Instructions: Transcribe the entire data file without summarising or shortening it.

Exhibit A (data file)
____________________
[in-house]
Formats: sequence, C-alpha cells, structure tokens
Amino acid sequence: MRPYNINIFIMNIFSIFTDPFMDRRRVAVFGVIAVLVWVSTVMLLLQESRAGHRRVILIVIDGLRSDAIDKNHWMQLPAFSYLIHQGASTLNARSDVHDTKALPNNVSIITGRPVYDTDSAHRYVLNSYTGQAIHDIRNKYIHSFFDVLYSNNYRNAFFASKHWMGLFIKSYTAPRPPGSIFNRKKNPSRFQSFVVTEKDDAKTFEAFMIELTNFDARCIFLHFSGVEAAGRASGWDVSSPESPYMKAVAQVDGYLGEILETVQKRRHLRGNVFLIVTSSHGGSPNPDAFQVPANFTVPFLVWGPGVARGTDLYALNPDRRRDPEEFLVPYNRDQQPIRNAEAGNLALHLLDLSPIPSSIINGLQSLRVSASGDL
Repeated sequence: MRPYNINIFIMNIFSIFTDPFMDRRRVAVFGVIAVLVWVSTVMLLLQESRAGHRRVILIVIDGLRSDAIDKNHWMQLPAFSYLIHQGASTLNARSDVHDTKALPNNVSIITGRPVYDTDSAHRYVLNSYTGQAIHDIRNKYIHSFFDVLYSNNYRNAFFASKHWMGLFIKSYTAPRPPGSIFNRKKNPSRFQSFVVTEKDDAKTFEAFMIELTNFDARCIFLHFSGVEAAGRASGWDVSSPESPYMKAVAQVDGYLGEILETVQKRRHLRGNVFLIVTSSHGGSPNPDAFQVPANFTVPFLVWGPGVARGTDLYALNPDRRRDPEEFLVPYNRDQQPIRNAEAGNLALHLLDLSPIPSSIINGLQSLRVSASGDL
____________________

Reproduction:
[in-house]
Formats: sequence, C-alpha cells, structure tokens
Amino acid sequence: MRPYNINIFIMNIFSIFTDPFMDRRRVAVFGVIAVLVWVSTVMLLLQESRAGHRRVILIVIDGLRSDAIDKNHWMQLPAFSYLIHQGASTLNARSDVHDTKALPNNVSIITGRPVYDTDSAHRYVLNSYTGQAIHDIRNKYIHSFFDVLYSNNYRNAFFASKHWMGLFIKSYTAPRPPGSIFNRKKNPSRFQSFVVTEKDDAKTFEAFMIELTNFDARCIFLHFSGVEAAGRASGWDVSSPESPYMKAVAQVDGYLGEILETVQKRRHLRGNVFLIVTSSHGGSPNPDAFQVPANFTVPFLVWGPGVARGTDLYALNPDRRRDPEEFLVPYNRDQQPIRNAEAGNLALHLLDLSPIPSSIINGLQSLRVSASGDL
Repeated sequence: MRPYNINIFIMNIFSIFTDPFMDRRRVAVFGVIAVLVWVSTVMLLLQESRAGHRRVILIVIDGLRSDAIDKNHWMQLPAFSYLIHQGASTLNARSDVHDTKALPNNVSIITGRPVYDTDSAHRYVLNSYTGQAIHDIRNKYIHSFFDVLYSNNYRNAFFASKHWMGLFIKSYTAPRPPGSIFNRKKNPSRFQSFVVTEKDDAKTFEAFMIELTNFDARCIFLHFSGVEAAGRASGWDVSSPESPYMKAVAQVDGYLGEILETVQKRRHLRGNVFLIVTSSHGGSPNPDAFQVPANFTVPFLVWGPGVARGTDLYALNPDRRRDPEEFLVPYNRDQQPIRNAEAGNLALHLLDLSPIPSSIINGLQSLRVSASGDL